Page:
Endpoints assesses the big biopharma R&D stories of the week, with a little added commentary on what they mean for the industry.
Biopharma investors fall in love with President Trump, for now
In the lead-up to the election, it was abundantly clear that most biotech execs — a well-educated group based largely in Democratic strongholds — clearly sided with Hillary Clinton. Not that they were enthusiastic about their deeply flawed candidate. If anything, the sentiment seemed clearly driven by antipathy for Donald Trump.
Trump’s Know Nothing campaign aimed at riling blue collar workers worked perfectly, though, allowing him to rip through the Rust Belt and easily command the electoral college.
There are some immediate benefits for biopharma that lie in a Trump win. If you look at it solely through the prism of a biopharma investor, the likelihood that Congress will lower taxes to enable big corporations to repatriate cash could make a major difference in the activities of a Pfizer or Merck. Adding the prospect of advantageous legislation aimed at further speeding an already oiled approval process may not be needed, but it can’t hurt investors’ sentiment. And the president-elect’s silence on drug pricing has the hopeful keeping their fingers crossed that we’ll hear no more ideas from Trump about drug reimportation or Medicare negotiations on wholesale numbers.
So the biopharma industry will take the quick gains and the prospect of a brighter future at the expense of the bigger social losses likely from a Trump administration built on derision and scorn. The industry is a favored partner with the Republican president and a Republican-led Congress, even if there’s little love lost between many of the top players and the man about to take up residence at the White House.
Biotech rallies come and go, but some of these early implications and impressions will affect how the industry is shaped for the next four years.
Proposition 61 goes down in flames
Proposition 61 backers in California had hoped that their appeal to cap drug prices at the rate the VA paid would appeal to voters’ sense of fair play and the growing anger over drug prices. Instead, the “no” vote was backed by a well-funded counterattack that hit on a brilliant strategy: No pharma company, they told voters, would give big discounts to veterans if that became a de facto price model for discounting.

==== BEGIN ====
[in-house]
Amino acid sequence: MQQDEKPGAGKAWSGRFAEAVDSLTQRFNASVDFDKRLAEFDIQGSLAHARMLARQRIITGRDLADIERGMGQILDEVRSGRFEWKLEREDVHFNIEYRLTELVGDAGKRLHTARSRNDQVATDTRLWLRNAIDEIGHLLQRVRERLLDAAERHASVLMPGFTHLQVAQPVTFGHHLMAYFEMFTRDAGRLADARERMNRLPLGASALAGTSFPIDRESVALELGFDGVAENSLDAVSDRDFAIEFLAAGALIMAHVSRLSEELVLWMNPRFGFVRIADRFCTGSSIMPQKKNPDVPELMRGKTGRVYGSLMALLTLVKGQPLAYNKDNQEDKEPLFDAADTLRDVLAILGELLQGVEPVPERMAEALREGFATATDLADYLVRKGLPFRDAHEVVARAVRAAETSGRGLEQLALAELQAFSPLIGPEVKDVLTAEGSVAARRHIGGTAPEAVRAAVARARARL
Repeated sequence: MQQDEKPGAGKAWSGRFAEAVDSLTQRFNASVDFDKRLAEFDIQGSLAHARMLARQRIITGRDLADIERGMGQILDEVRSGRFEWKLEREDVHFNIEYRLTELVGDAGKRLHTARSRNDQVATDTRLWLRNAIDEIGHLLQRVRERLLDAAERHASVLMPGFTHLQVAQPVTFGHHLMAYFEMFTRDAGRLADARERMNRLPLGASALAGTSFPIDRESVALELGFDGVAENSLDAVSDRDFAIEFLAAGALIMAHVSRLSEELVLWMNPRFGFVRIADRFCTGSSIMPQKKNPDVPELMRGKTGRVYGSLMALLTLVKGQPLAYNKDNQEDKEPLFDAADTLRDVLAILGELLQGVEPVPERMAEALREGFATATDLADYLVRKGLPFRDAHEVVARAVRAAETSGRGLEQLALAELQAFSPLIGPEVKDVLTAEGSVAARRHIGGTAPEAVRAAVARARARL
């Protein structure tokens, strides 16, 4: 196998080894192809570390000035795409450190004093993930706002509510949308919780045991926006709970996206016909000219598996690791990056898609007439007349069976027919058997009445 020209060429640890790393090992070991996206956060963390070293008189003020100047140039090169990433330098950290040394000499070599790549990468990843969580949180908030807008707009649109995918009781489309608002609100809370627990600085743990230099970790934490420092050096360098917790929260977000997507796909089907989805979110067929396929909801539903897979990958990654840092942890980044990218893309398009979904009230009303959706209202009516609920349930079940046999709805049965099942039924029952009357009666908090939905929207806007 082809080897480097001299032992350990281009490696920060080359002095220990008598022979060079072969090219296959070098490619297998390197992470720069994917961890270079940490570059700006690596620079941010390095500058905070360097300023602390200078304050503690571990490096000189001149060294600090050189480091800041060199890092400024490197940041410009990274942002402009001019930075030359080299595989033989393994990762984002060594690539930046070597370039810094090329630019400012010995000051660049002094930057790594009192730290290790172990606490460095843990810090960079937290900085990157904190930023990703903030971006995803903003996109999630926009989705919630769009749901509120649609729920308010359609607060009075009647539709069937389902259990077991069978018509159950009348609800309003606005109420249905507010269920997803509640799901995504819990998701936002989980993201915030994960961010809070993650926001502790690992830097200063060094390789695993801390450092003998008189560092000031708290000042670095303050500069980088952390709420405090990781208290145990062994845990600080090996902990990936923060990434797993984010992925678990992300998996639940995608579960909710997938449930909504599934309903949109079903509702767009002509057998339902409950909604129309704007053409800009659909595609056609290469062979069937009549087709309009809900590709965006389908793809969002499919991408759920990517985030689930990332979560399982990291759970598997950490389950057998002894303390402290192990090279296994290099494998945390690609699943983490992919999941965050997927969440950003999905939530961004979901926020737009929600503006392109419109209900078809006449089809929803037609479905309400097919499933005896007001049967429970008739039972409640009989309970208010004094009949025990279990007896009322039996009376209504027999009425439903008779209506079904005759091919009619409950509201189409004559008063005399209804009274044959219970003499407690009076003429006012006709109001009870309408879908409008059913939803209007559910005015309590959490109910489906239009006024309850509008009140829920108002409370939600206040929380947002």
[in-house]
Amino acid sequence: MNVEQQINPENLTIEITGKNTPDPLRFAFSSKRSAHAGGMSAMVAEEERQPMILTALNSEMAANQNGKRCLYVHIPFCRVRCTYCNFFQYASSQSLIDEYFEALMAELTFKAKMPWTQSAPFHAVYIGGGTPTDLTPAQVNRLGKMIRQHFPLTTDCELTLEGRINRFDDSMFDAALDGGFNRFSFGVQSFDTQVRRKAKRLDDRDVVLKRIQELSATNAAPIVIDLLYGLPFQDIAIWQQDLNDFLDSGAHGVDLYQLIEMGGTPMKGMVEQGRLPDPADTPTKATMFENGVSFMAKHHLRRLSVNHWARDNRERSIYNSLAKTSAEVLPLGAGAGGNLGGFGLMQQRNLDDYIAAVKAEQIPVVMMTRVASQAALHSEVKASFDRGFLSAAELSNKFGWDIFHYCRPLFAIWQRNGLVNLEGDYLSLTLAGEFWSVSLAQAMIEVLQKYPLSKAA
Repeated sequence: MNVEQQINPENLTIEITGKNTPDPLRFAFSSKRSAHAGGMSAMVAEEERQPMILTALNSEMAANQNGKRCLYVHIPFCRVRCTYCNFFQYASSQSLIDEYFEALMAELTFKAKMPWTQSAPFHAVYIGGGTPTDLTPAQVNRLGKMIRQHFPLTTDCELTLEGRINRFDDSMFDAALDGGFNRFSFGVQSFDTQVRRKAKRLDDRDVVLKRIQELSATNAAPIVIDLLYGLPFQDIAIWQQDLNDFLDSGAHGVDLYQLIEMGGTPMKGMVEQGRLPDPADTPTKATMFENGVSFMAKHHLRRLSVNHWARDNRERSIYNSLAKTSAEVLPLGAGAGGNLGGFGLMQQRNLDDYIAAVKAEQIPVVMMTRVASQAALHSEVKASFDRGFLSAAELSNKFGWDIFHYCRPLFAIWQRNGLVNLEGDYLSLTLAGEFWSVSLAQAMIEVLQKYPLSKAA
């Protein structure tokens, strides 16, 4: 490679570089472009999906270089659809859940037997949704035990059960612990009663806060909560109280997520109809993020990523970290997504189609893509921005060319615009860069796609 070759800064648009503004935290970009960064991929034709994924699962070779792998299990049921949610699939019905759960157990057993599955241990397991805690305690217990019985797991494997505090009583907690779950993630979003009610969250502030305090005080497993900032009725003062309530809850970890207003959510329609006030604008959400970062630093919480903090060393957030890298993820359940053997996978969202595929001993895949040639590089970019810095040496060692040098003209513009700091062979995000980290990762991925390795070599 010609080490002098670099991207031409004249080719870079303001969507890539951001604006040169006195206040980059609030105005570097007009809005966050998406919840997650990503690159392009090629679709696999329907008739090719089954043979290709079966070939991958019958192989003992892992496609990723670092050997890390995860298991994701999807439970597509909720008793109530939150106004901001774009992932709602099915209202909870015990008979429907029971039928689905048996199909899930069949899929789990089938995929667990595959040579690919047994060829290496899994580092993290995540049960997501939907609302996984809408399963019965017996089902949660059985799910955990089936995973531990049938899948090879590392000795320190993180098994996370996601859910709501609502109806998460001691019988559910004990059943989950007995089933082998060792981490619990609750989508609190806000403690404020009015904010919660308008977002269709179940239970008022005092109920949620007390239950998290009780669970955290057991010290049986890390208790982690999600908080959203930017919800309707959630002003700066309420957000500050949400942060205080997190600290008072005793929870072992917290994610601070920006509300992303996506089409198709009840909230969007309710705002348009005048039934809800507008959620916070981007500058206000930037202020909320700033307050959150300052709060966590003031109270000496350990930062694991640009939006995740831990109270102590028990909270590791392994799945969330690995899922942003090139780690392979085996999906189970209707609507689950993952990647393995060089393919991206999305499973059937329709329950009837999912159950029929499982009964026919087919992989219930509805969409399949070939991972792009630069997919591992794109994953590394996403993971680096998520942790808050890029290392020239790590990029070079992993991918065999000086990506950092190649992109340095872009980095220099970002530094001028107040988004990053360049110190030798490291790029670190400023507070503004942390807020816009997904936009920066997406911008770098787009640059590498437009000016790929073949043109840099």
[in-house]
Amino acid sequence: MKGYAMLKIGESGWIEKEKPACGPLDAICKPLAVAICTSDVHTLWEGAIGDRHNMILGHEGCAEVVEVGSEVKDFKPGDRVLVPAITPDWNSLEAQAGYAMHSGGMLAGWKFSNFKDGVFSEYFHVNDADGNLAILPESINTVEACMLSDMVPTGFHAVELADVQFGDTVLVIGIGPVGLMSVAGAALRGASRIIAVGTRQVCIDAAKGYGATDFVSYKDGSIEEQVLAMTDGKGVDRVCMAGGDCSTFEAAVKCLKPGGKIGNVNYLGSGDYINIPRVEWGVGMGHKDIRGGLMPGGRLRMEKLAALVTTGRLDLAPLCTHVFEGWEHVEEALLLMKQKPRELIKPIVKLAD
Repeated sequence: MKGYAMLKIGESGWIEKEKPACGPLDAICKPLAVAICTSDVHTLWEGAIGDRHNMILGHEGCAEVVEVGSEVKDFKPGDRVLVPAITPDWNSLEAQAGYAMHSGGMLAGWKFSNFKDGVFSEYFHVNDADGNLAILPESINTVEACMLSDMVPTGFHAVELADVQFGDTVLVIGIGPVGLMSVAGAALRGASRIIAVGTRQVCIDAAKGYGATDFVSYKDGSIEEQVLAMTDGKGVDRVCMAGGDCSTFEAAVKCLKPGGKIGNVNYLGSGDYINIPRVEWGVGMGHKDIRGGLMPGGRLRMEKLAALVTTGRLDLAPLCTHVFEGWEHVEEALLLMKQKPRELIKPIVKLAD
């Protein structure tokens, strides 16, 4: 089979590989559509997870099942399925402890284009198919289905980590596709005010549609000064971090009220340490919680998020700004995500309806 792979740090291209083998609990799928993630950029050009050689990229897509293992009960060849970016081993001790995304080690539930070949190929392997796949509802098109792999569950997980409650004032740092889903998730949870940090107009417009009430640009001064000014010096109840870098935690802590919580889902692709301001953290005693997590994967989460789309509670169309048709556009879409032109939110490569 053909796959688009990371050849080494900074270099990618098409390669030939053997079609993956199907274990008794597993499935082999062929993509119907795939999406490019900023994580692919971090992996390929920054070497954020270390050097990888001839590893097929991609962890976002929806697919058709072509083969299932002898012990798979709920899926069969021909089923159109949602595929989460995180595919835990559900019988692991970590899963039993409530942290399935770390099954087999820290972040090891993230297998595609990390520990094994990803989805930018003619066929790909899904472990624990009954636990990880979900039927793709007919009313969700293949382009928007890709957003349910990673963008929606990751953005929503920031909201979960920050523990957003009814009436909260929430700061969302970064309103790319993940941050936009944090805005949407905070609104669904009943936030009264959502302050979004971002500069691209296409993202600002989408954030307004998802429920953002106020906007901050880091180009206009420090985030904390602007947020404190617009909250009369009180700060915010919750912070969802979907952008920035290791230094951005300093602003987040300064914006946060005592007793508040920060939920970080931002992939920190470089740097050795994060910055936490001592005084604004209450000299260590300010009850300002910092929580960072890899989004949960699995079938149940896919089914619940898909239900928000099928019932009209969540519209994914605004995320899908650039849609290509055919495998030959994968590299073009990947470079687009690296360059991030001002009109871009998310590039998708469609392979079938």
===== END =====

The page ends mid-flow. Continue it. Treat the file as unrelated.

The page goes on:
A vote for Proposition 61 became a vote against veterans. You may not agree with the theme, but you can’t deny the political savvy involved in setting up this seemingly sure thing for a hard fall in a blue state like California.
So don’t expect to see this tried anywhere else. If California rejects Prop 61, so will most if not all other states. And after Tuesday’s vote, the issue is likely dead-on-arrival in any case.
We’re not sorry to see it go. Trying to find a back door on controlling drug prices is a non-starter. The pressure on drug prices, though, isn’t going anywhere.
The recent lineup of drug pricing scandals and Congressional hearings has made big annual price increases a big issue with the public. But there has to be a better way to handle the controversy. Brent Saunders’ call for voluntary price discipline is one way. And common sense arguments to give Medicare the authority to negotiate prices will stay on the front burner of American politics.
What’s clear is that these recent votes has given the industry a big say in how this debate will be shaped over the next 4 years. It’s important not to squander that opportunity.
Endpoints News hits the #100 mark
A little more than four months into the game of daily biotech news reporting, we’re happy to take a moment to do a few high fives about publishing issue #100 of Endpoints News on election day. We’ve gathered more than 12,000 industry and investor subscribers and added hundreds of thousands in web traffic readers since our launch. The fast-growing readership positions us for a big anniversary on June 20, 2017. As always, we appreciate our readers’ feedback. We’re aiming at being the only daily news feed on biopharma that you’ll need from here on out. With your help, that’s fast becoming a reality.
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John Carroll, Editor and Co-Founder
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